Conservative in policies
Malcolm Turnbull claims the Liberal party is not a conservative party.
He has cut pensioners’ payments so he can give millionaires a large tax reduction and cut the working man’s take-home pay – and he claims to be centre right.
Tony Abbott says the Liberals are too far left.
Labor policy is not left or right – it is based on what works. It is called common sense.
That is not what we are getting from this conservative federal government. Yes they can call themselves anything they like but they have conservative policies.
Ken Morehouse, Wangaratta
Definition ebbs and flows
The recent publicity regarding the Wentworth Group of Concerned Scientists and their demands to increase the amount of water for environmental flows caused me to research just who belongs to this group.
Of the 13 that showed up on Google, four have AM after their name; this is mainly gained by a glowing character report submitted by your mates as a pat on the back. Another three have some sort of qualification that they might have studied, regardless whether it makes them an expert in the field.
It would also be likely that none of them rely on what really happens in the Murray Darling Basin to make a living and provide for their families.
Last Spring we saw extensive flooding in the Murray while trying to create more airspace in the Hume Dam; apparently this didn’t count as an environmental flow, that is still stored.
Several years ago after hearing an address from an individual connected to a Water Authority, I asked him this question; “what is regarded as an environmental flow? Is it flushing the salt down the river? Is it flooding the Barmah Forest? Is it trying to keep the mouth of the Murray open?”
The reply; “It depends who you are talking to.”
The media seem eager to judge an organisation by an individual; to use the same yard stick, one of the panel members has had a number of his prophecies proved wrong, no doubt this also reflects the whole panel.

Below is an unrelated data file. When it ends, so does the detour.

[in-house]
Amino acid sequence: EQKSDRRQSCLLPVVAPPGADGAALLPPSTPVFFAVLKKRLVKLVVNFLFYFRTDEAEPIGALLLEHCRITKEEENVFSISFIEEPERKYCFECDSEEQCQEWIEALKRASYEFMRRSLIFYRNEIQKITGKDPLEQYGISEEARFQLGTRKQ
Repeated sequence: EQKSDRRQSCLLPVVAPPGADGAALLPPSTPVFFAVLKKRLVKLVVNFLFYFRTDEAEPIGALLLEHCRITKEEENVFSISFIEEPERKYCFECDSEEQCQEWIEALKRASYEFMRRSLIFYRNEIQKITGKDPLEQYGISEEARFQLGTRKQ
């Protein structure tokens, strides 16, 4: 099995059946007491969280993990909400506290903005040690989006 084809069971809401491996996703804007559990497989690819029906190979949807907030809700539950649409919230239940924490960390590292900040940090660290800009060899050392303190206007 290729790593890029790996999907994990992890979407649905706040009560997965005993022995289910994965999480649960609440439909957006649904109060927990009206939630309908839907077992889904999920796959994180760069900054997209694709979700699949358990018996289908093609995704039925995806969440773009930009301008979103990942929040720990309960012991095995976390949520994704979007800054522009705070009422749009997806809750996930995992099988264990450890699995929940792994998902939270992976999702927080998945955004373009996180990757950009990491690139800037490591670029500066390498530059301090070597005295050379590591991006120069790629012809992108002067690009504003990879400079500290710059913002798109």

Opinion: everyone has one but that doesn’t mean you know anything.
Keiran Klemm, Londrigan
I congratulate Tony Wright on his inspiring piece of journalism, published in The Border Mail (‘The spy amongst us’). It has made me want to purchase the book by David Duffy.
Tony Wright’s article is such a well written piece, giving testimony to the real need of intelligent journalism in regional areas. Our newspapers have suffered competition from Facebook and Google, but don’t expect any handouts from them to restore the problem.
We need balanced, well researched and thoughtful debate in the media; not 140 characters “grabs” on social media. Discussion of local issues of importance to rural and regional people will bring back your audience; the local community need to be involved with the direction of The Border Mail to return to a community newspaper. This community has shown it cares about local issues, but the media seems to be more about city based news, terrorism and disasters; we do need more “human interest” stories like Tony Wright has written.
Dr Pieter Mourik, Baranduda
Loos blues misplaced
In reference to the rebuilding the toilet block near the new Woolworths in central Wodonga (‘Lack of loos on the nose’, The Border Mail, July 11), tenders are being examined and the block will be operational by Christmas. Information like this can be found on the Ratepayers Association Wodonga webpage at www.raw.today, and by attending our meetings. The next meeting is at the RSL on August 8, commencing at 7pm. Come along with questions and have a say in your community.